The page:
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9 Optical Illusions Every Pilot Should Watch For

As a pilot, optical illusions can affect your ability to fly, putting your safety and that of your passengers at risk. Here are 9 optical illusions (mnemonic ICEFLAGS) you could experience as a pilot.I Inversion Illusion • This illusion was one of the first I experienced under the safety of my CFI's demonstration. This illusion is created by an abrupt change from a climb to straight and level flight creating the feeling that you are tumbling backward. It takes several minutes to readjust after experiencing and can cause you to lower the nose abruptly, which may intensify the illusion.C Coriolis Illusion • Pay extra attention when you are in a constant rate turn and changing a fuel selector or pick up a pencil as you may tilt your head downward. Due to the rapid head movement, it puts the inner ear fluid in motion in more than one semicircular canal. This motion of inner ear fluids can create an overwhelming sensation of rotating, turning, or accelerating along an entirely different axis. An attempt to stop the sensation by maneuvering the airplane to stimulate a feeling of bodily equilibrium may put it into a dangerous attitude.E Elevator Illusion • This feeling can be subtle or abrupt. It occurs when you catch an updraft, and your plane is accelerated vertically. Even though your plane is mostly straight and level, you feel like you need to push the nose forward, entering a dive attitude.F Flicker Vertigo • Be aware of slow-moving propellers during sunrise or sunset hours or when the sun is behind you reflecting off the propeller. You may likely experience the light reflecting off of the blades which may cause a flashing inside the flight deck that can blind your vision. This can also occur when your strobe lights are on and you are in the clouds.F False Horizon • The false horizon Illusion occurs when the natural horizon is obscured or not readily apparent. For example, when flying over a sloping cloud deck, you might try to align the aircraft with the cloud formation putting yourself in a critical attitude.L Leans • This occurs when an abrupt recovery or a rapid correction is made to a bank. If you make such a recovery, your semicircular canal senses a roll in the opposite direction. This may cause you to re-enter the original dangerous attitude. When you return the aircraft to a wings level coordination you will tend to lean in the direction of the incorrect bank until the semicircular canal fluid returns to normal.A Autokinesis • Have you ever wondered why nighttime scanning is different from your daytime scanning? Autokinesis will remind you if not. If you stare at a single point of light against a dark sky, such as a ground light or bright star, for more than a few seconds, the light can appear to move.G Graveyard Spin or Spiral • A loss of attitude in a prolonged constant-rate turn may be interpreted as a wings-level descent, which can lead you to increase elevator back pressure and tighten the turn increasing your altitude loss. A recovery to wings level may produce the illusion that the airplane is in a turn in the opposite direction, resulting in the re-entry of the spiral.S Somatogravic Illusion • A rapid acceleration can produce the illusion that you are in a nose-high attitude, even though you are still in straight and level flight. This may prompt you to lower the nose and enter a dive. A deceleration by rapidly retarding the throttles produces the opposite effect. You may think you are in a dive and raise the nose. If you raise the nose abruptly a stall may be produced.What should you rely on if you experience one of these illusions? Trust your instruments at all times. Your body or " how you feel" can be very misleading and even endangering. Never trust how your body feels in the event of disorientation. Crosscheck instrumentation and trust the indication.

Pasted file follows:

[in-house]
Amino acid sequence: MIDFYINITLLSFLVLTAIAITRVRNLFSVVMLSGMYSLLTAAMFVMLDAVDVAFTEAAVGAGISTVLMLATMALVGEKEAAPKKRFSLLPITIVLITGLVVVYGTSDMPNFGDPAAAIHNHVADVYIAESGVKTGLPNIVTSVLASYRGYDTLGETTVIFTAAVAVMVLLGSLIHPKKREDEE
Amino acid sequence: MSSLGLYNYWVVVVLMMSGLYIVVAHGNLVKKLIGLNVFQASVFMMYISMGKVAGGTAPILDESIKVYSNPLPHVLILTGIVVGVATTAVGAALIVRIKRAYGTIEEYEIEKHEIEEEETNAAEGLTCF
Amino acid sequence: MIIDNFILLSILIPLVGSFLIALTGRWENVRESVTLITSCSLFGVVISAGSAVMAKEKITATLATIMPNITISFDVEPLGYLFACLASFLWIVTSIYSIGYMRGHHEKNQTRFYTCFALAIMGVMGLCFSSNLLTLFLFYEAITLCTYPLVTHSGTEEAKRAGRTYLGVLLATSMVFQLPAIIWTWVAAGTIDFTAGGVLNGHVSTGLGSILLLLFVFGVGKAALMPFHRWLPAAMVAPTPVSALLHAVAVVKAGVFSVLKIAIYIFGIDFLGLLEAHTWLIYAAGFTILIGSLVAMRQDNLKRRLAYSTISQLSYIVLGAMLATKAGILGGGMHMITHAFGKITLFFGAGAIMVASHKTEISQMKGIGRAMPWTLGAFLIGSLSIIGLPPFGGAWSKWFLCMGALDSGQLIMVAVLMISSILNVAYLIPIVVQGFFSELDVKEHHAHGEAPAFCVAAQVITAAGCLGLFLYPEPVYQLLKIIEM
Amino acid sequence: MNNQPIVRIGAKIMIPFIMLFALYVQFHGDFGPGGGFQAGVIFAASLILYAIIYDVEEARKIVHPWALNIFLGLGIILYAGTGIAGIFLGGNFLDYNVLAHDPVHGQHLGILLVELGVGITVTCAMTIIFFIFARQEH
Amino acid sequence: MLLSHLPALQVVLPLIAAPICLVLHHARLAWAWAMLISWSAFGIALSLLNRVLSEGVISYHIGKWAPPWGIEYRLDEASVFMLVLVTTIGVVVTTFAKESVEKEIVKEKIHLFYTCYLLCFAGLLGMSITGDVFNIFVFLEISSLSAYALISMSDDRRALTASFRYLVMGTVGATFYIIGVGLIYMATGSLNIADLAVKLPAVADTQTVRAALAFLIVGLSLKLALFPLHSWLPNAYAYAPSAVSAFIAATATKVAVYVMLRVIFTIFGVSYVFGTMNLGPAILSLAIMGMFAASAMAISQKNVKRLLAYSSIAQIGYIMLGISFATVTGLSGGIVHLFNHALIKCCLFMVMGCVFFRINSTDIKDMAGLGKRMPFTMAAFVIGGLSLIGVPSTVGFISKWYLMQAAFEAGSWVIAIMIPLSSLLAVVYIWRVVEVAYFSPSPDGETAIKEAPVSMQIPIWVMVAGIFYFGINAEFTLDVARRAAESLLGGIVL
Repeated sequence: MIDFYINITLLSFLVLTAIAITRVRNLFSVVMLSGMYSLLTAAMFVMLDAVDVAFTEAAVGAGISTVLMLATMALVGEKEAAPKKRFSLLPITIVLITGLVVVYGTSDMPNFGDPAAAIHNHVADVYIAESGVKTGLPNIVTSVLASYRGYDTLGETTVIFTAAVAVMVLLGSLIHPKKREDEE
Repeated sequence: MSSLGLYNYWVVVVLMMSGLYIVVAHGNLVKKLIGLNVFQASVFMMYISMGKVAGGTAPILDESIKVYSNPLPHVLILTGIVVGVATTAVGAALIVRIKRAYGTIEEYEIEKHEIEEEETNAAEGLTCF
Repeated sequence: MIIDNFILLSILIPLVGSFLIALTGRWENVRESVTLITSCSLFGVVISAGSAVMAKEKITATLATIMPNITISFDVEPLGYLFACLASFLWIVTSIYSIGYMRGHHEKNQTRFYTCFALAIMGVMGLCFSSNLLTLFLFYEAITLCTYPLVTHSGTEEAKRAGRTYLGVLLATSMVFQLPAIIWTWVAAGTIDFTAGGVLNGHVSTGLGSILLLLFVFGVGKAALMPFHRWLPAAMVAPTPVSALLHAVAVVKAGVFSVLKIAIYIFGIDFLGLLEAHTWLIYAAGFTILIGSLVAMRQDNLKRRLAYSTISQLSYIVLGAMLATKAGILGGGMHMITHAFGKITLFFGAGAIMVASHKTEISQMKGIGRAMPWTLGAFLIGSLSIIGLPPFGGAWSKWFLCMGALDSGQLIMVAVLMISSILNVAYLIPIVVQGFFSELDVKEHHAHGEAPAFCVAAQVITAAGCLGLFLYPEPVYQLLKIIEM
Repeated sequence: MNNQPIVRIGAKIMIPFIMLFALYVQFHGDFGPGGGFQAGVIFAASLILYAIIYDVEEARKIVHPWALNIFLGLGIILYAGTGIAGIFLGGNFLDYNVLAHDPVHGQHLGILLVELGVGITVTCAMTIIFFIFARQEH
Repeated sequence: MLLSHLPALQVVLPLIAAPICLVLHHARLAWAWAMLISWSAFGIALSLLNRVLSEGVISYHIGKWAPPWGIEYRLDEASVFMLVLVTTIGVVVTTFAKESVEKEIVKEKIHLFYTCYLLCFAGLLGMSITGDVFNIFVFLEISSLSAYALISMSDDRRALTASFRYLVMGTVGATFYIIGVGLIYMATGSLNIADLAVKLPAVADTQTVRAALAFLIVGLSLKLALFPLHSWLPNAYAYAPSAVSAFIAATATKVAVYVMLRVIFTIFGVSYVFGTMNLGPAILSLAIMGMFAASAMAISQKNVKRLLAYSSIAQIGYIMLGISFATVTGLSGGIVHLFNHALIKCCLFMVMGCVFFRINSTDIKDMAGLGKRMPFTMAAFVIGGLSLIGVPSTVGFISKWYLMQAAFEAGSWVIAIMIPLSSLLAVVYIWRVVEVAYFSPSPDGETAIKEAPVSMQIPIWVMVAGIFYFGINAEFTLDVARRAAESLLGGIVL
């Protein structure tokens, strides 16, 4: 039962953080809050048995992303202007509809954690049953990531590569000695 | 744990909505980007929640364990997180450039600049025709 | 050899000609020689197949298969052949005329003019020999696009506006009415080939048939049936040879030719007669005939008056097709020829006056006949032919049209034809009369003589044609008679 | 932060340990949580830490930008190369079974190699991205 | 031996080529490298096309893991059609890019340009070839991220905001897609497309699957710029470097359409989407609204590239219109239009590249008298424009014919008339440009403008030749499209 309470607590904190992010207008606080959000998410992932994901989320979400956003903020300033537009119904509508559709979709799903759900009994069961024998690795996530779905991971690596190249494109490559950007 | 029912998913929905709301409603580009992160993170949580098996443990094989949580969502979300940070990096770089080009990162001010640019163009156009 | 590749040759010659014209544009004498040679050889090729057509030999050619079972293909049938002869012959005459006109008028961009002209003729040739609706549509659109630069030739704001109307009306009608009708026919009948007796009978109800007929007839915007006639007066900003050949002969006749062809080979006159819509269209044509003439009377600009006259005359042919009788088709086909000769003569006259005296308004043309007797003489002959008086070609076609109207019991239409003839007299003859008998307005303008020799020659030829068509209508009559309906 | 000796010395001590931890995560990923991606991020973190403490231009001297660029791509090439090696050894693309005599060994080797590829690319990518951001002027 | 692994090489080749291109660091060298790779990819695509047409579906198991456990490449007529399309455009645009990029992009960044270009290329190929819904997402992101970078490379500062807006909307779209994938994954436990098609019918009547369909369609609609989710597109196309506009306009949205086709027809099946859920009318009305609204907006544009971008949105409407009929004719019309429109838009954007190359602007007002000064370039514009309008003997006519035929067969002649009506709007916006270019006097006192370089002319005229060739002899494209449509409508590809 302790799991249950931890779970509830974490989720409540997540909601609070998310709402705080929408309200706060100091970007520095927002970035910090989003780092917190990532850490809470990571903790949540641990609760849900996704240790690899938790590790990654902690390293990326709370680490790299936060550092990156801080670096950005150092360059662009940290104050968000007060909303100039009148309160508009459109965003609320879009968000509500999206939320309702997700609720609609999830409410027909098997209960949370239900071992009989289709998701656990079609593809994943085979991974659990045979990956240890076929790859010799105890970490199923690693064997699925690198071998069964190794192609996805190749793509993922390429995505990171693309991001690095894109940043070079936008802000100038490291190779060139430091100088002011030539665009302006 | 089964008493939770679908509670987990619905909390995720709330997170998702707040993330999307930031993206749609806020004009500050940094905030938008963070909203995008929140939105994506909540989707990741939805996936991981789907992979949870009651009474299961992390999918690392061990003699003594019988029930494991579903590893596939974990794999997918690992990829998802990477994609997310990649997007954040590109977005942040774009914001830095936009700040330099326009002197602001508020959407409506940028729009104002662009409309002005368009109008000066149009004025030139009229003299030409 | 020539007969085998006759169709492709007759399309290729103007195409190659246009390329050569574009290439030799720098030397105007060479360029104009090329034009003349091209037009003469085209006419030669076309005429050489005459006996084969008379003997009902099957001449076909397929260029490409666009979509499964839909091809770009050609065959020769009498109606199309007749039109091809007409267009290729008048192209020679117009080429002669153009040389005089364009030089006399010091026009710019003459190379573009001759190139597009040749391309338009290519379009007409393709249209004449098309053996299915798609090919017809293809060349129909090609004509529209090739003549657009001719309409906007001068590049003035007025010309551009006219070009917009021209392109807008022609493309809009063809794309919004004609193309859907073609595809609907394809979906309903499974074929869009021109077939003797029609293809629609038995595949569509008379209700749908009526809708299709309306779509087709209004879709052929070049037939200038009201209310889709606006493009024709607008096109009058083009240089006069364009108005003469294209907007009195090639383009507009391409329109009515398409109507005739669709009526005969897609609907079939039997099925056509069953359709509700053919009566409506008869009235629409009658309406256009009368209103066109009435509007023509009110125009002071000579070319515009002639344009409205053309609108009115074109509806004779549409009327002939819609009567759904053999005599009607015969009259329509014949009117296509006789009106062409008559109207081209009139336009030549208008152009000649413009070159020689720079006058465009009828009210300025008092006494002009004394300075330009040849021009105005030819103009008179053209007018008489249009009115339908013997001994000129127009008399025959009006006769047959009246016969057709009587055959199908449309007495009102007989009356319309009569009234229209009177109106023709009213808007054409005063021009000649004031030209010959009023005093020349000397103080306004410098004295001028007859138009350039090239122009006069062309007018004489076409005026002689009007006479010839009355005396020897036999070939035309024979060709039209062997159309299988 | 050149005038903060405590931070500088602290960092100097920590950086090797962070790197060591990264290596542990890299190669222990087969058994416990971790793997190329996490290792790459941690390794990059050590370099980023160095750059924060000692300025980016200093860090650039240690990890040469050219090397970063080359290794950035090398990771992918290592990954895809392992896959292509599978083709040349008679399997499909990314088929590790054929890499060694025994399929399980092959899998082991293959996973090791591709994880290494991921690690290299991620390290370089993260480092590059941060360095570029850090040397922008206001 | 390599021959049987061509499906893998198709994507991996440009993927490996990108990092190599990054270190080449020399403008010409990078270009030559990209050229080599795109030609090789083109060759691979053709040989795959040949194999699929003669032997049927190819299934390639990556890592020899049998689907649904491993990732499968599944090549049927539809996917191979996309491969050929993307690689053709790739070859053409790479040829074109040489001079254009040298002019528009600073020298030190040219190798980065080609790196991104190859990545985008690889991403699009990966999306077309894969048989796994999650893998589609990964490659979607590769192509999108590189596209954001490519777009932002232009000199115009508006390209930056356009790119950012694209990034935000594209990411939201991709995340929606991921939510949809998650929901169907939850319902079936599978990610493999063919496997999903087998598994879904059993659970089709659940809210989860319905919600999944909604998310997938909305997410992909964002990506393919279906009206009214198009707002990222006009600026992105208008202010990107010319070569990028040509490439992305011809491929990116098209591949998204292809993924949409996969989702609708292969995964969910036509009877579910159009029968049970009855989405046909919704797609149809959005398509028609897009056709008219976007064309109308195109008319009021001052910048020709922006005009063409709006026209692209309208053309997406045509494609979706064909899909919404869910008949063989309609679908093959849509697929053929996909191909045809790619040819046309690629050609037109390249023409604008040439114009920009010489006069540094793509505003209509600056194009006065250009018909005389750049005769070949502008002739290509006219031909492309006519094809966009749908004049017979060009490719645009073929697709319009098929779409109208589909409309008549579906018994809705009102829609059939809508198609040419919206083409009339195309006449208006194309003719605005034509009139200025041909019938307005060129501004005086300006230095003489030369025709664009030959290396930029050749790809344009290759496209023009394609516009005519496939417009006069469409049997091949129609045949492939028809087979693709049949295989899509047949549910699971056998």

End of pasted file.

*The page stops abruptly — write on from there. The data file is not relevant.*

Created 1 years 33 days ago
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